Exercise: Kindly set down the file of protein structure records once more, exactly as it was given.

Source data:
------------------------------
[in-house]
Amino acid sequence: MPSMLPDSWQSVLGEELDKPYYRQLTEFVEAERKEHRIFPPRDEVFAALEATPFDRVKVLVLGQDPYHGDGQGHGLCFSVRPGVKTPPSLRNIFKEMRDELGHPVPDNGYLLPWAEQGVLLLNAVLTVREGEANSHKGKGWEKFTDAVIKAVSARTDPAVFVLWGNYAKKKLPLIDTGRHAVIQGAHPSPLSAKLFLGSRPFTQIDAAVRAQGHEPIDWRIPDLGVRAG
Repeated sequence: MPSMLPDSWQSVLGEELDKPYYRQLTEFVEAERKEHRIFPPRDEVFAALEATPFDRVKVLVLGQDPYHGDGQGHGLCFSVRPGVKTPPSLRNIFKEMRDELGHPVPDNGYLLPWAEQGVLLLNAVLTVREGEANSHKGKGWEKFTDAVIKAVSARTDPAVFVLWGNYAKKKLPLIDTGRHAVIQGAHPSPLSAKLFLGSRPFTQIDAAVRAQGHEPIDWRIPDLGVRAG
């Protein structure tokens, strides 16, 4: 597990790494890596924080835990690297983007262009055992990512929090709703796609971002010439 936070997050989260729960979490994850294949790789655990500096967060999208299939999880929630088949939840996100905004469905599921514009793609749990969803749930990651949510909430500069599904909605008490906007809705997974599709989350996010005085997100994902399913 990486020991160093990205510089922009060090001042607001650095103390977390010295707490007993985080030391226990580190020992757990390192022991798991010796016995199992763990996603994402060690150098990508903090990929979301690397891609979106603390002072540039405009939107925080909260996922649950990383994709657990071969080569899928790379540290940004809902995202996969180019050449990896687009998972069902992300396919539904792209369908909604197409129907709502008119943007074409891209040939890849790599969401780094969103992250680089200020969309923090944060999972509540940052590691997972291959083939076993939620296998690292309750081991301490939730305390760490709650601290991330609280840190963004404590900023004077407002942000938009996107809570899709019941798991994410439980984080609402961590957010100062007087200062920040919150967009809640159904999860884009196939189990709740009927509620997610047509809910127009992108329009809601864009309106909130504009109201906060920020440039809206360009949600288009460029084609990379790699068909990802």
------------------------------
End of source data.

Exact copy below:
[in-house]
Amino acid sequence: MPSMLPDSWQSVLGEELDKPYYRQLTEFVEAERKEHRIFPPRDEVFAALEATPFDRVKVLVLGQDPYHGDGQGHGLCFSVRPGVKTPPSLRNIFKEMRDELGHPVPDNGYLLPWAEQGVLLLNAVLTVREGEANSHKGKGWEKFTDAVIKAVSARTDPAVFVLWGNYAKKKLPLIDTGRHAVIQGAHPSPLSAKLFLGSRPFTQIDAAVRAQGHEPIDWRIPDLGVRAG
Repeated sequence: MPSMLPDSWQSVLGEELDKPYYRQLTEFVEAERKEHRIFPPRDEVFAALEATPFDRVKVLVLGQDPYHGDGQGHGLCFSVRPGVKTPPSLRNIFKEMRDELGHPVPDNGYLLPWAEQGVLLLNAVLTVREGEANSHKGKGWEKFTDAVIKAVSARTDPAVFVLWGNYAKKKLPLIDTGRHAVIQGAHPSPLSAKLFLGSRPFTQIDAAVRAQGHEPIDWRIPDLGVRAG
């Protein structure tokens, strides 16, 4: 597990790494890596924080835990690297983007262009055992990512929090709703796609971002010439 936070997050989260729960979490994850294949790789655990500096967060999208299939999880929630088949939840996100905004469905599921514009793609749990969803749930990651949510909430500069599904909605008490906007809705997974599709989350996010005085997100994902399913 990486020991160093990205510089922009060090001042607001650095103390977390010295707490007993985080030391226990580190020992757990390192022991798991010796016995199992763990996603994402060690150098990508903090990929979301690397891609979106603390002072540039405009939107925080909260996922649950990383994709657990071969080569899928790379540290940004809902995202996969180019050449990896687009998972069902992300396919539904792209369908909604197409129907709502008119943007074409891209040939890849790599969401780094969103992250680089200020969309923090944060999972509540940052590691997972291959083939076993939620296998690292309750081991301490939730305390760490709650601290991330609280840190963004404590900023004077407002942000938009996107809570899709019941798991994410439980984080609402961590957010100062007087200062920040919150967009809640159904999860884009196939189990709740009927509620997610047509809910127009992108329009809601864009309106909130504009109201906060920020440039809206360009949600288009460029084609990379790699068909990802």